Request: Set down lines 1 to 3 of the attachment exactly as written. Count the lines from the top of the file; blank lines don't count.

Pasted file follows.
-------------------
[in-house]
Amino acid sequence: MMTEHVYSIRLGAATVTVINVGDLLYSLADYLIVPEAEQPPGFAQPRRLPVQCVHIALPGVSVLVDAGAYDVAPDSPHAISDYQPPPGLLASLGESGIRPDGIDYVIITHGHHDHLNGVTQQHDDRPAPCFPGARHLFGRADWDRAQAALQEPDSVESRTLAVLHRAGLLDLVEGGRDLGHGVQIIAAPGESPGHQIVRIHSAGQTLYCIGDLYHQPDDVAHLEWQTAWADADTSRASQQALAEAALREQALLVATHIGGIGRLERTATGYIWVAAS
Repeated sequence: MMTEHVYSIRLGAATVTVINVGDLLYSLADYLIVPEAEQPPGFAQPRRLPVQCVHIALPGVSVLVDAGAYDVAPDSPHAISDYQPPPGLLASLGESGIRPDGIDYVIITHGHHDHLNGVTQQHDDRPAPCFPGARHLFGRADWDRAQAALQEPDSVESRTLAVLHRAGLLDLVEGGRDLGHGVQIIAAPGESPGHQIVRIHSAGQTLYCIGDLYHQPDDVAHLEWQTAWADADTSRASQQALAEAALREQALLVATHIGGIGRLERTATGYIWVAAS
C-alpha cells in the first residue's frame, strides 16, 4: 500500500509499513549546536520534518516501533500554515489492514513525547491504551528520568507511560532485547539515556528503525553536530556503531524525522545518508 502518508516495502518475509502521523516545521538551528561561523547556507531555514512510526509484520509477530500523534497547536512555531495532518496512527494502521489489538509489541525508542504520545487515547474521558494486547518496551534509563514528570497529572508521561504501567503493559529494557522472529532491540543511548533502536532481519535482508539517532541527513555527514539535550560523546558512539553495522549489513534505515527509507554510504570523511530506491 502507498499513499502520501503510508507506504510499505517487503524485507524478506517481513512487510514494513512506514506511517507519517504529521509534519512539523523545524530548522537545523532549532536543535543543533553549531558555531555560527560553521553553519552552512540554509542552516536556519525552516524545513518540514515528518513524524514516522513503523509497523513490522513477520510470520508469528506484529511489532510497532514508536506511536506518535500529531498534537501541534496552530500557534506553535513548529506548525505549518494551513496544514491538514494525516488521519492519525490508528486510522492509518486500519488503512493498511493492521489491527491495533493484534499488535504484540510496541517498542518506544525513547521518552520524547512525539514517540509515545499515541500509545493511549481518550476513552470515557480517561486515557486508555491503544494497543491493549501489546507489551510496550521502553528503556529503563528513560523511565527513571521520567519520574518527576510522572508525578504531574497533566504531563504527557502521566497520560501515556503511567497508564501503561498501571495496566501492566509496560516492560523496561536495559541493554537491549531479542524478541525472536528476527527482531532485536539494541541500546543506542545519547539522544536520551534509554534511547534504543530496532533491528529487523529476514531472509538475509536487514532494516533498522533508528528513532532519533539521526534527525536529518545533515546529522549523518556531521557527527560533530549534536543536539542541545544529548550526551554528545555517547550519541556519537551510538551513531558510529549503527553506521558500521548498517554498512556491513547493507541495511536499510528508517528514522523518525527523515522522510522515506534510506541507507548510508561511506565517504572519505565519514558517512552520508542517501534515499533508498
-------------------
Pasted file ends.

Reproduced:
[in-house]
Amino acid sequence: MMTEHVYSIRLGAATVTVINVGDLLYSLADYLIVPEAEQPPGFAQPRRLPVQCVHIALPGVSVLVDAGAYDVAPDSPHAISDYQPPPGLLASLGESGIRPDGIDYVIITHGHHDHLNGVTQQHDDRPAPCFPGARHLFGRADWDRAQAALQEPDSVESRTLAVLHRAGLLDLVEGGRDLGHGVQIIAAPGESPGHQIVRIHSAGQTLYCIGDLYHQPDDVAHLEWQTAWADADTSRASQQALAEAALREQALLVATHIGGIGRLERTATGYIWVAAS
Repeated sequence: MMTEHVYSIRLGAATVTVINVGDLLYSLADYLIVPEAEQPPGFAQPRRLPVQCVHIALPGVSVLVDAGAYDVAPDSPHAISDYQPPPGLLASLGESGIRPDGIDYVIITHGHHDHLNGVTQQHDDRPAPCFPGARHLFGRADWDRAQAALQEPDSVESRTLAVLHRAGLLDLVEGGRDLGHGVQIIAAPGESPGHQIVRIHSAGQTLYCIGDLYHQPDDVAHLEWQTAWADADTSRASQQALAEAALREQALLVATHIGGIGRLERTATGYIWVAAS